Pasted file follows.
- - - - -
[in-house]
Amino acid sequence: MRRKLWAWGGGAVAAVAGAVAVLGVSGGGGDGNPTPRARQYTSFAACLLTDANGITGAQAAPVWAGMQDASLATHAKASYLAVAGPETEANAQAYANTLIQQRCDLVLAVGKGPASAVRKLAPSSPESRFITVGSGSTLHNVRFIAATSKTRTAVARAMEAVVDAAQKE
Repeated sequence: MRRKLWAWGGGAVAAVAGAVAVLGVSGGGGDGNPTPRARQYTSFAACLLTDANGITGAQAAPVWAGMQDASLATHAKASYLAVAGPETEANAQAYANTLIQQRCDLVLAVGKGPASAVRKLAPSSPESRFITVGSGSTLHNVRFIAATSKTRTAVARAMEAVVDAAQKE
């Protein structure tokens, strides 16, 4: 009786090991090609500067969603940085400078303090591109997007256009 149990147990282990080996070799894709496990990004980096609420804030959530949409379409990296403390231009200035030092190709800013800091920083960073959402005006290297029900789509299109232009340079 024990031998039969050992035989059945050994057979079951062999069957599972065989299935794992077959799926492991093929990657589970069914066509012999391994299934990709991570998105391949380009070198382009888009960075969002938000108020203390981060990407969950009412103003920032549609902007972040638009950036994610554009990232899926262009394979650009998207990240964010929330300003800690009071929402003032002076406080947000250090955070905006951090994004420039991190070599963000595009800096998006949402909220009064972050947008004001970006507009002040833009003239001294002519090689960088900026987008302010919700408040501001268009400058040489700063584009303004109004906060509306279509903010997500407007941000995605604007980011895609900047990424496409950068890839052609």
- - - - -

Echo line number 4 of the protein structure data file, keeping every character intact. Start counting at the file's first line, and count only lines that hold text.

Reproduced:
């Protein structure tokens, strides 16, 4: 009786090991090609500067969603940085400078303090591109997007256009 149990147990282990080996070799894709496990990004980096609420804030959530949409379409990296403390231009200035030092190709800013800091920083960073959402005006290297029900789509299109232009340079 024990031998039969050992035989059945050994057979079951062999069957599972065989299935794992077959799926492991093929990657589970069914066509012999391994299934990709991570998105391949380009070198382009888009960075969002938000108020203390981060990407969950009412103003920032549609902007972040638009950036994610554009990232899926262009394979650009998207990240964010929330300003800690009071929402003032002076406080947000250090955070905006951090994004420039991190070599963000595009800096998006949402909220009064972050947008004001970006507009002040833009003239001294002519090689960088900026987008302010919700408040501001268009400058040489700063584009303004109004906060509306279509903010997500407007941000995605604007980011895609900047990424496409950068890839052609």